Personally, I think we can produce “magical results” without the need of rituals, candles, wands, athames, Tarot cards, and other paraphernalia. The power is within us, not the equipment. If the equipment, crutches as I view them, helps, then there is not need to avoid it. We all use what facilitates our intentions.

For many, the “equipment” helps because society in general tends to discount magic, so it’s often difficult to practice it in a negative environment of science and logic. I have found Tarot cards to be helpful as well as readings from the I Ching.  When I have used candles, it was for focusing my gaze more than for their color or for the herbs that hoodoo uses to “dress” them.

If spells and paraphernalia help you achieve results. there’s no need to get rid of them.  Altars and herbs and candles don’t fit my lifestyle, so I don’t use them. However, they may work for you.

Your mind’s focus is the important thing whether your embrace traditional witchcraft, Wicca, Transcendental Mediation, the Seth Materials, Rosicrucian techniques, various Lightworker approaches, or a mystic attunement based on your religion or spiritual outlook.

In the final analysis, we create our own realities whether we use spells, meditation, various forms of biofeedback and self-hypnosis, dreams, or a positive-thinking approach to life. Such things seem more important to our success than the spells and rituals of one system or another.

It takes courage and perseverance, I think, to approach the world from a mystic’s or psychic’s point of view, and to suggest to family and friends that there’s more to reality than logic or the inputs produced by the five senses. Perhaps it’s best to remain quiet about such thing rather than to be labeled by society as a crazy person.

An author can hide behind his stories by using magic in them that s/he doesn’t mention in every day life. What one says about one’s beliefs is a difficult choice to make,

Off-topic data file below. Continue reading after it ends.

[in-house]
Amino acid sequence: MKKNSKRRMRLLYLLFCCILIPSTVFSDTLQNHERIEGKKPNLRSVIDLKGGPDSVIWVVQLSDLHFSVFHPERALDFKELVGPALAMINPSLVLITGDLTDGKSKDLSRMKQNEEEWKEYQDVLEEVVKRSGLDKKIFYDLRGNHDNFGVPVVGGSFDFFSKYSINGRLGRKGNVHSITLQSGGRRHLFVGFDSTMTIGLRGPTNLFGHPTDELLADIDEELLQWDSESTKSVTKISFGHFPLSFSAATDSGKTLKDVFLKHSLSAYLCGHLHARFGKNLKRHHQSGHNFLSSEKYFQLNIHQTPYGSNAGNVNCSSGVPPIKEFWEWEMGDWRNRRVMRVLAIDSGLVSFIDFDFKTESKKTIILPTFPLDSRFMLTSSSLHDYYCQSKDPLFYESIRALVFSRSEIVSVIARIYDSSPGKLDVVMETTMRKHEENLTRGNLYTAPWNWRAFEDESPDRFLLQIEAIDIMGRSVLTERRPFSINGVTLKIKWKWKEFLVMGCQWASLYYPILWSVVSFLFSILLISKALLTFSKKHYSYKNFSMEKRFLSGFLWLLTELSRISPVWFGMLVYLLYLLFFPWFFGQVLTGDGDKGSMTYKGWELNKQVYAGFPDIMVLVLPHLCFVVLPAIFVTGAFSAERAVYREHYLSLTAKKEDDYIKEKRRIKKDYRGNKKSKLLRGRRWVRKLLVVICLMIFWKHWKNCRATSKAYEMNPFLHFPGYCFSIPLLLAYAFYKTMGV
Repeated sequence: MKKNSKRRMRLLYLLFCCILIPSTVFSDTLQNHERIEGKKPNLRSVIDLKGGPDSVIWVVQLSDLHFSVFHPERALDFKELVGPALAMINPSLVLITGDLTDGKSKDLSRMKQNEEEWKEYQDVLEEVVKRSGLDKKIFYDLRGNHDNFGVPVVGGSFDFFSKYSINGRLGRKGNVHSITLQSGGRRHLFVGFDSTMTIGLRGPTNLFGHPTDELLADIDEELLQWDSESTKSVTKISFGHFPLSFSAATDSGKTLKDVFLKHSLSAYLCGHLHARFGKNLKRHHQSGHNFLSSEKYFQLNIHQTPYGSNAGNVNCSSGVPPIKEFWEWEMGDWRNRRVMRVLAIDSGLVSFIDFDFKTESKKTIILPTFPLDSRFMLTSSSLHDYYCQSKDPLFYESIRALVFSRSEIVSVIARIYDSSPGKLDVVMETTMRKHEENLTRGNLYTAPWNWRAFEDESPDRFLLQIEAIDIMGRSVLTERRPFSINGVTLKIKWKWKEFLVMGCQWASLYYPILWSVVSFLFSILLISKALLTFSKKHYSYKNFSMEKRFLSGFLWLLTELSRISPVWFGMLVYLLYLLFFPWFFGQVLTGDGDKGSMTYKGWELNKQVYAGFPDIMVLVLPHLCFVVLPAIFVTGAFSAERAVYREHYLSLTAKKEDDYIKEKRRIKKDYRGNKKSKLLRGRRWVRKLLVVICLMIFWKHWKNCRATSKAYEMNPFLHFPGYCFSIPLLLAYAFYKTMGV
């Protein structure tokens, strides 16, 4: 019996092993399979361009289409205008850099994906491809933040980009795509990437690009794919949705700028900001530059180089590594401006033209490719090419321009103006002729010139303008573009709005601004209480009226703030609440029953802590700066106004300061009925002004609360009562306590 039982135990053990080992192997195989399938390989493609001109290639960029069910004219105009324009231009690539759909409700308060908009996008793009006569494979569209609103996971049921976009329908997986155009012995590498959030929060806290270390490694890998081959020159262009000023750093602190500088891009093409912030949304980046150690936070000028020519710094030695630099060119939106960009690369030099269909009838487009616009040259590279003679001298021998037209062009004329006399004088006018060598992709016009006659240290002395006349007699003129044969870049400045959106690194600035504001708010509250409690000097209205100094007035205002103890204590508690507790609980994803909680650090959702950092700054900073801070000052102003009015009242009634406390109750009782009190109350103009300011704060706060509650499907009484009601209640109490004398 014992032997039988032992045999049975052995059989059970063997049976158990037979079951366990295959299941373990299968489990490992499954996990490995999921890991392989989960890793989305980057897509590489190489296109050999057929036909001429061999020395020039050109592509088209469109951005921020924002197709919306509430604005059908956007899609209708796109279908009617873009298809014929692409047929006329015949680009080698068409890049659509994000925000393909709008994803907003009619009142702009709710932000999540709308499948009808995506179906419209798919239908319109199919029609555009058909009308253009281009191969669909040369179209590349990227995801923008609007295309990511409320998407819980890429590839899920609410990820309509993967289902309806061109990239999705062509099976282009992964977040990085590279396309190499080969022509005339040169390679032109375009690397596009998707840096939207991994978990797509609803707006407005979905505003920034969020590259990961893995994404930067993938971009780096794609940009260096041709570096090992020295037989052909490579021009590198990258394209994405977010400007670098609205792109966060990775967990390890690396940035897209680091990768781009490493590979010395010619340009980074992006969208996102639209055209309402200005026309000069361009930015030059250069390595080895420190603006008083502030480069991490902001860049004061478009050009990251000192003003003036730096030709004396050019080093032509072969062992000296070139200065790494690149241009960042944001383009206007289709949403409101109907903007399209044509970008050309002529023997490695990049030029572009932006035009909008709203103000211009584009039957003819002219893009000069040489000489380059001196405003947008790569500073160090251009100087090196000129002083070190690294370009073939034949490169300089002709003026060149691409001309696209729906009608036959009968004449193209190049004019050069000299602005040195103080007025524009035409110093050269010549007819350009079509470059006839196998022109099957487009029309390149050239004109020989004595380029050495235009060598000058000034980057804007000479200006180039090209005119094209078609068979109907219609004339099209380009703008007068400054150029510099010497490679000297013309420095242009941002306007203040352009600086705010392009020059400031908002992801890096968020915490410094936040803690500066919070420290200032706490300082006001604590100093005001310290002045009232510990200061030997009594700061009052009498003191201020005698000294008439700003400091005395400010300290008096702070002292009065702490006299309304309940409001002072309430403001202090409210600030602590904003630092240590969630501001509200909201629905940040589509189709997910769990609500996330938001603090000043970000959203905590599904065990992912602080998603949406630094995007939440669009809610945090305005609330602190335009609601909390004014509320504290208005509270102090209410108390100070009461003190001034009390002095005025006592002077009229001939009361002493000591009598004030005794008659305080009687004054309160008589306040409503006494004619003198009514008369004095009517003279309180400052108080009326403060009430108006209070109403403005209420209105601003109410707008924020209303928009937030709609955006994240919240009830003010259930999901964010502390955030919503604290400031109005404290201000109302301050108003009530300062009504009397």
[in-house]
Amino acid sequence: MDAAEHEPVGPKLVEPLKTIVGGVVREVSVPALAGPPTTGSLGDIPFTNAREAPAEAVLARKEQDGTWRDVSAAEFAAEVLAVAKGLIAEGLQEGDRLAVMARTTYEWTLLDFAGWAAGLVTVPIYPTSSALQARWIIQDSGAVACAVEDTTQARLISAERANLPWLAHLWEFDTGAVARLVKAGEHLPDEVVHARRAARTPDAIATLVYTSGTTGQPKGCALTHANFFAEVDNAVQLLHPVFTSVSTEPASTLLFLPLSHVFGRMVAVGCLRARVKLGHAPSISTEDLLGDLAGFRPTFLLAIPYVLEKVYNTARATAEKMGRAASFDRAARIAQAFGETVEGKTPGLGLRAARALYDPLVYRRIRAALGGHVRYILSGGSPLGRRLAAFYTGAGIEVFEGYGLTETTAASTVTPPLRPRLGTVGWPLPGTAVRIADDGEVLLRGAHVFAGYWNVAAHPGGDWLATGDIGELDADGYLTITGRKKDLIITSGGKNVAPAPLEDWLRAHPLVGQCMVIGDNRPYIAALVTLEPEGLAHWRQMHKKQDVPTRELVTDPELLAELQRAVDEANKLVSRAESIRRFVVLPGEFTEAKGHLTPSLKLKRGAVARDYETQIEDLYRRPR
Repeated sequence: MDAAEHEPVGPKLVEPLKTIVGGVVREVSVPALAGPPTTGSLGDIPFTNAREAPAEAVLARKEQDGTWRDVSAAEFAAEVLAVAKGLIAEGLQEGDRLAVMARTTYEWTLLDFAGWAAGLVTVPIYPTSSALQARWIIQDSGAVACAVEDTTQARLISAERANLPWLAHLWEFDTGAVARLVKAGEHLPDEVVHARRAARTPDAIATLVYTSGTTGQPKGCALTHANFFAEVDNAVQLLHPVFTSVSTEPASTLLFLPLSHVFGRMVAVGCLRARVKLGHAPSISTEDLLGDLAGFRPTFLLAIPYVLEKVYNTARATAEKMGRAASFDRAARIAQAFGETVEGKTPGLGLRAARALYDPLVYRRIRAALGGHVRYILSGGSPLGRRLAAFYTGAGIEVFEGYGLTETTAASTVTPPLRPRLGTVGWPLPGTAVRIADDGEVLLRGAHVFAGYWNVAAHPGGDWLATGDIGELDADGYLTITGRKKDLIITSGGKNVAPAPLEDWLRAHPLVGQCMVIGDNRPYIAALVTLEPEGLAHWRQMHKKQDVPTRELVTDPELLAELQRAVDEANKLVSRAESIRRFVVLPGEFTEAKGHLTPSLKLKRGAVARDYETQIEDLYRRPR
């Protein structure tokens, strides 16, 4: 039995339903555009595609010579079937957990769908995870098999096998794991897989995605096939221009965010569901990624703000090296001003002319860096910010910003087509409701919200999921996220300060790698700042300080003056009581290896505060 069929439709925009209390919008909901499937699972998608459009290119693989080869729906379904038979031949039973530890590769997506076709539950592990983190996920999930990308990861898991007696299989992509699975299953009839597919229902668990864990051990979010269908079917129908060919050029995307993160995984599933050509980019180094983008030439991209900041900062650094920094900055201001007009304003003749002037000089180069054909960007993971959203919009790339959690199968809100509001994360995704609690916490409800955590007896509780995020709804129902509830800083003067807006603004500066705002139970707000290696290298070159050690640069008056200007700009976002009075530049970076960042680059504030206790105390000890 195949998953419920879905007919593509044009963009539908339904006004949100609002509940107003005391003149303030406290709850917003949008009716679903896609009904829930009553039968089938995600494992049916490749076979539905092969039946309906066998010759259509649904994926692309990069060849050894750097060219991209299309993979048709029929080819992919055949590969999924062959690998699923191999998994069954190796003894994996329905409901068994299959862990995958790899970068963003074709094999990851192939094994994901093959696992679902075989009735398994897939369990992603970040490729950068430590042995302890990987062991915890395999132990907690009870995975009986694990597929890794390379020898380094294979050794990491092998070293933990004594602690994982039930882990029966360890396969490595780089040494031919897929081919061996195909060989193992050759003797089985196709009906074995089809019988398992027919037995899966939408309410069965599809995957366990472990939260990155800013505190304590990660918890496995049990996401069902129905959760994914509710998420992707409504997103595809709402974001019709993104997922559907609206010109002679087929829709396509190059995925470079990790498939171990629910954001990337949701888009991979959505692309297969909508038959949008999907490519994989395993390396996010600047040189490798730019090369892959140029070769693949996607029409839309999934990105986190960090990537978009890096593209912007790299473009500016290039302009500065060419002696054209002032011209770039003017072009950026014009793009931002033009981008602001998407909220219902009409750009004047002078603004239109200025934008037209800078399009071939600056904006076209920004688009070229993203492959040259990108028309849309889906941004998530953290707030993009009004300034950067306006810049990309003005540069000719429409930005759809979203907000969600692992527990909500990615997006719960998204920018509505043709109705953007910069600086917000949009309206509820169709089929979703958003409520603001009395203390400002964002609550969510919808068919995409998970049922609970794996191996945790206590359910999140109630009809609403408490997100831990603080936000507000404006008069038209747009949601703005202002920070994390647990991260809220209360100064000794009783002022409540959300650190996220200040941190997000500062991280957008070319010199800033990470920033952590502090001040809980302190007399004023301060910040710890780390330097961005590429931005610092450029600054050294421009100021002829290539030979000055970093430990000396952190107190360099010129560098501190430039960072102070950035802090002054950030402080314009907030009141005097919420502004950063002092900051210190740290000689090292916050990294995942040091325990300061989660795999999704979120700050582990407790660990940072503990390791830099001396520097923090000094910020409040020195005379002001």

–Malcolm

 

Review: Alice Hoffman’s ‘The Rules of Magic’

The Rules of MagicThe Rules of Magic by Alice Hoffman
My rating: 5 of 5 stars

“The Rules of Magic,” the prequel to Alice Hoffman’s 1995 bestseller “Practical Magic,” sparkles with the same wisdom and magical realism as the witching story of Sally and Gillian Owens did twenty two years ago. The characters, stories and writing style of this stunning prequel fit hand-in-glove with the characters, stories and writing style of “Practical Magic,” not an easy bit of conjuring for an author to face when going back to a story she told before she truly knew the magical rules when she first wrote about them.

This backstory about Sally and Gillian’s aunts Franny and Bridget (AKA “Jet”) focuses on a theme about life’s curses and blessings and what individuals wish to make of the fate and destiny they are given. Early on, Franny and Jet’s mother asks the sisters whether they’re opting for courage or caution in their unfolding lives. Their answers make for a cohesive story. Clearly, Alice Hoffman opted for courage when she traveled back to 1995 to continue the story of the Owens family.

The book contains wonderful surprises, making it much deeper than a family tree tacked on to the front of a famous novel many years later. The book offers its own multiple levels of depth and angst and joy while changing in positive ways the way many of us who read it will view the characters and themes of the original novel. (Emerging writers considering magical realism as a potential genre for their work will find both novels to be a demonstration of how an author can utilize magic and realism seamlessly in novels set in today’s world.”

While the ending of “The Rules of Magic” represents the best of all possible worlds for the two novels and their characters, turning the last page might be depressing for some readers. The reason is simply this: nobody wants the story to end because when it comes down to it, we need these characters, their joys and sorrows, and their magic in our lives.

View all my reviews

–Malcolm

Malcolm R. Campbell is the author of the magical realism novels “Conjure Woman’s Cat” and “Eulalie and Washerwoman.